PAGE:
Ilkka Järvi-Laturi

Feb 9–17, 2024

MoMA

Tallinn pimeduses (City Unplugged). 1993. Estonia/Finland/Sweden/USA. Directed by Ilkka Järvi-Laturi. Courtesy of KAVI
  • MoMA, Floor T2/T1 The Debra and Leon Black Family Film Center

The maverick Finnish writer-director Ilkka Järvi-Laturi, who passed away in March of 2023, leaves behind a small but fascinating and idiosyncratic body of work that straddles late-1980s Cold War anxieties about the threat of nuclear annihilation and a kind of hard-won, punkish humanism that bloomed after the fall of the Iron Curtain. His signature film, the 1993 noir-comedy-thriller City Unplugged (aka Darkness in Tallinn), follows a group of haggard thieves as they attempt to turn off the lights in the Estonian capital and rob the newly independent country’s treasury, strong-arming a hapless electrician into helping them just as his wife is about to go into labor. The international success of City Unplugged led Järvi-Laturi to try his hand at bigger-budget projects in the US, culminating in what would be his final film, the beleaguered History Is Made at Night (aka Spy Games) (1999), starring Bill Pullman and Irène Jacob. While these later films combine the geopolitical concerns of the Cold War with a bone-dry, mischievous sense of humor, Järvi-Laturi’s feature debut, Kotia Pain (or Homebound) (1989), is a chilling crime melodrama, an unsparing portrait of small-town Finland as a place with few opportunities for the young, where hardened ex-cons and alcoholics bump elbows with aspirant yuppies.

This memorial retrospective—the first time Järvi-Laturi’s three directorial efforts have screened together in the US—also includes a rare screening of Rauni Mollberg’s 1985 adaptation of Väinö Linna’s epic World War II novel The Unknown Soldier, a career springboard on which Järvi-Laturi served as both a cast member and assistant to the director.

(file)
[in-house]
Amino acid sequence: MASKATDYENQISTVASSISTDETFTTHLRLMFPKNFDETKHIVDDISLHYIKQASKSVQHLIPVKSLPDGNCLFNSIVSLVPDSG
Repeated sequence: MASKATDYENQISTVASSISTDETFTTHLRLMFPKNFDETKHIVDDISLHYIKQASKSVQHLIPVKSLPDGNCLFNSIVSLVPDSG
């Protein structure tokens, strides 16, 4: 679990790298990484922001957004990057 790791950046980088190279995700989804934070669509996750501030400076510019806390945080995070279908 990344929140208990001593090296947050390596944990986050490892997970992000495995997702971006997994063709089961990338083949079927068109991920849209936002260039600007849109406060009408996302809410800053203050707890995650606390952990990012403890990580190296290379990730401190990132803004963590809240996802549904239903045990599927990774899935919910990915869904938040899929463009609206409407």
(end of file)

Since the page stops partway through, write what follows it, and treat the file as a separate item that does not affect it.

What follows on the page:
Organized by Dave Kehr, Curator, with Steve Macfarlane, Department Assistant, Department of Film. Thanks to Elina Lind, Hisami Kuroiwa, John Maher, Sofi Nevakivi, Timo Lahtinen, Kerry Rock, Jonathan Karlsen, H.T. Nuotio, Hannu Björkbacka, Tommi Partanen of Finland's National Audiovisual Institute (KAVI) and the Consulate General of Finland in New York.

Film at MoMA is made possible by CHANEL.

Additional support is provided by the Annual Film Fund. Leadership support for the Annual Film Fund is provided by Debra and Leon D. Black, with major contributions from the Triad Foundation, Inc., The Contemporary Arts Council of The Museum of Modern Art, Jo Carole and Ronald S. Lauder, the Association of Independent Commercial Producers (AICP), The Young Patrons Council of The Museum of Modern Art, and by Karen and Gary Winnick.

Licensing

If you would like to reproduce an image of a work of art in MoMA’s collection, or an image of a MoMA publication or archival material (including installation views, checklists, and press releases), please contact Art Resource (publication in North America) or Scala Archives (publication in all other geographic locations).

MoMA licenses archival audio and select out of copyright film clips from our film collection. At this time, MoMA produced video cannot be licensed by MoMA/Scala. All requests to license archival audio or out of copyright film clips should be addressed to Scala Archives at [email protected]. Motion picture film stills cannot be licensed by MoMA/Scala. For access to motion picture film stills for research purposes, please contact the Film Study Center at [email protected]. For more information about film loans and our Circulating Film and Video Library, please visit https://www.moma.org/research/circulating-film.

If you would like to reproduce text from a MoMA publication, please email [email protected]. If you would like to publish text from MoMA’s archival materials, please fill out this permission form and send to [email protected].

Feedback

This record is a work in progress. If you have additional information or spotted an error, please send feedback to [email protected].